Considering the developmental opportunities related to the game, the most apparent area is mathematical competence. Starting from the basics like counting across tens, numbering, neighboring numbers, sequences, quantities, and negative numbers. As with most bidding games, there's continuous calculation and weighing. The relationship of tokens in the game and negative cards changes from player to player. Additionally, typical characteristics of card games (or generally games with incomplete information) are present: observe what cards have been played, calculate what might remain, and estimate probabilities. Even this thought suggests that we can't precisely calculate the perfect game. There might be times when we've made mathematically impeccable decisions, took an appropriate risk, but still, couldn't secure the card we needed for the optimal outcome. There could be two reasons for this: the desired card might not be in the game, or someone else could pick up the card either out of necessity or because it benefits them. Analyzing and evaluating these scenarios slips into social competence and communication domains. Observing opponents' strategies is crucial, and without such insights, success is hard to achieve.

From this brief description, it's evident that even a simple, quick game can offer profound depth, challenging the player with numerous decisions right from the start. Similar analysis can be conducted for any game - truly any, even the seemingly most frivolous party game can offer developmental opportunities. For anyone looking at board games from an educational perspective, it's essential to view games through this lens, always keeping in mind the fundamental principle that a game remains a game. Let's now delve into a more complex game in detail!

Modern Art

Reiner Knizia is the author of numerous auction board games (e.g. High Society, Medici). However, in Modern Art (1992), he incorporated several variations from this mechanism, which allows the pedagogical possibilities inherent in the structure to be particularly pronounced. The game can be played by 3-5 players, the playing time is 45-60 minutes, and the publisher recommends it for ages 10 and up.

In the game, we are owners of famous art galleries, trading with the paintings of emerging young artists: we put them up for auction, but we also buy. The goal of the game is to achieve the highest possible profit through various auctions; the winner is the one with the most money by the end of the game. A unique feature of the game is that, in contrast to the usual, one has to familiarize themselves not with one auction mechanism (e.g. Medici), not two (e.g. For Sale by Stefan Dorra), but five different auction mechanisms for success. It is evident that examining entrepreneurial competence is an obvious theme of the game, but we will primarily analyze the game from the perspective of its mechanism.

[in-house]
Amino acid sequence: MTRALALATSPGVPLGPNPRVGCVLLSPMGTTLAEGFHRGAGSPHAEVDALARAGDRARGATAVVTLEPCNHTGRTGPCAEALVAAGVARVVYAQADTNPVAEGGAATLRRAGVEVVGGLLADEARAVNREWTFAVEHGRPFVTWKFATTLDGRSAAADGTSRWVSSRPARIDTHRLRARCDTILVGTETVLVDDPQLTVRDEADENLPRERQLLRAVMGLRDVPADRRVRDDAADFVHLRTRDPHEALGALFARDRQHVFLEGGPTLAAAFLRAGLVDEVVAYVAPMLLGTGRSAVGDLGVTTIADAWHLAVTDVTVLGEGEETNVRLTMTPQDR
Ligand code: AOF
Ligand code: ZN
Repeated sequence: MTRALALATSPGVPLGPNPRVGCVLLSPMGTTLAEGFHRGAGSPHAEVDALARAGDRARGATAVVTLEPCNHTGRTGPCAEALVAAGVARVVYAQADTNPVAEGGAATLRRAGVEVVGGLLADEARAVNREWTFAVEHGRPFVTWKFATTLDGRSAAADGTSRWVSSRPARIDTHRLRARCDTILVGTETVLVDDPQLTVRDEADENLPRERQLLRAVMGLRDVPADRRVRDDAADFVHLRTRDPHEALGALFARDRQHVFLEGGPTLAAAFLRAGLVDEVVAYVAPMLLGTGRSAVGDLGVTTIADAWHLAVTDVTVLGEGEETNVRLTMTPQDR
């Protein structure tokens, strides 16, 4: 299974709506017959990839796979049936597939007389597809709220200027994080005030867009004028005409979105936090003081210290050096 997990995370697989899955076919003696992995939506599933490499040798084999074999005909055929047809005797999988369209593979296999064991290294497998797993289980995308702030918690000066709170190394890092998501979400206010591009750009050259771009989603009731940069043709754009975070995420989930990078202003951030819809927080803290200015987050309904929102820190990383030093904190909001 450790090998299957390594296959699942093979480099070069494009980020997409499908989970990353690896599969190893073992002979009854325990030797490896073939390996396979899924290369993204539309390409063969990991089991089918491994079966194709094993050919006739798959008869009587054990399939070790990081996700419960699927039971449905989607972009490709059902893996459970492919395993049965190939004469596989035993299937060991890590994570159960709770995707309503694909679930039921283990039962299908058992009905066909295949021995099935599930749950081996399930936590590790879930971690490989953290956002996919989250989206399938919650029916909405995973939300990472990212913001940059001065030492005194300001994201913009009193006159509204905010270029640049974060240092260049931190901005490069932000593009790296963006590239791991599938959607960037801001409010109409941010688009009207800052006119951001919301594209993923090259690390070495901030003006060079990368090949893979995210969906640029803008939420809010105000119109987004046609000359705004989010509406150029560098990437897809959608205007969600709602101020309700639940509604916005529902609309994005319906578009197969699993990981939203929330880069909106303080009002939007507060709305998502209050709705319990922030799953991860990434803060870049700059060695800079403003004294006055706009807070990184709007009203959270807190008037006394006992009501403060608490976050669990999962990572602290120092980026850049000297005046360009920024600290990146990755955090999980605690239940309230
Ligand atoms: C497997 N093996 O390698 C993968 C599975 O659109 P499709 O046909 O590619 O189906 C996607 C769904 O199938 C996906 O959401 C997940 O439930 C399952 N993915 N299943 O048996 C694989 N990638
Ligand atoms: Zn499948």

How much are the paintings worth? It is essential to start from here, as the players determine this. When we sit down to play, we have no idea how much each painting will be worth, and thus, what the right strategy will be. Once we receive our cards, a possible course of play emerges, but for now, we don't know which direction the others will take, and we alone won't be able to determine the outcome. But let's see how the game achieves this. In four rounds, we examine who the most popular artists are and whose paintings were the most sought after in a given round (season). Translated into the game's language: which cards we played in front of ourselves, and which we have the most of. Only the paintings of the three most popular artists will be worth money at the end of the season. In the 2nd, 3rd, and 4th seasons, it also matters how successful an artist was previously. For instance, if someone enters the top three in the 2nd, 3rd, and 4th seasons, their paintings will pay not only for the performance achieved in the 4th season but also for the value achieved in the 2nd and 3rd seasons. Naturally, as we move forward, we will have more and more information since we see possible tactics, which artists' paintings might be truly valuable, what cards are still in play, etc. However, a unique feature of the game is that the beginning of each round is always uncertain, as we can't know how cards are distributed among fellow players. It's possible that an artist, previously considered worthless, becomes the most valuable, but this will only become apparent after a few rounds have passed: analyzing our cards and contemplating probabilities, risk-taking also plays a crucial role in our decisions, knowing that it is part of the strategy. A risky, perhaps not entirely logical move, can disrupt the gameplay of the opponents as well.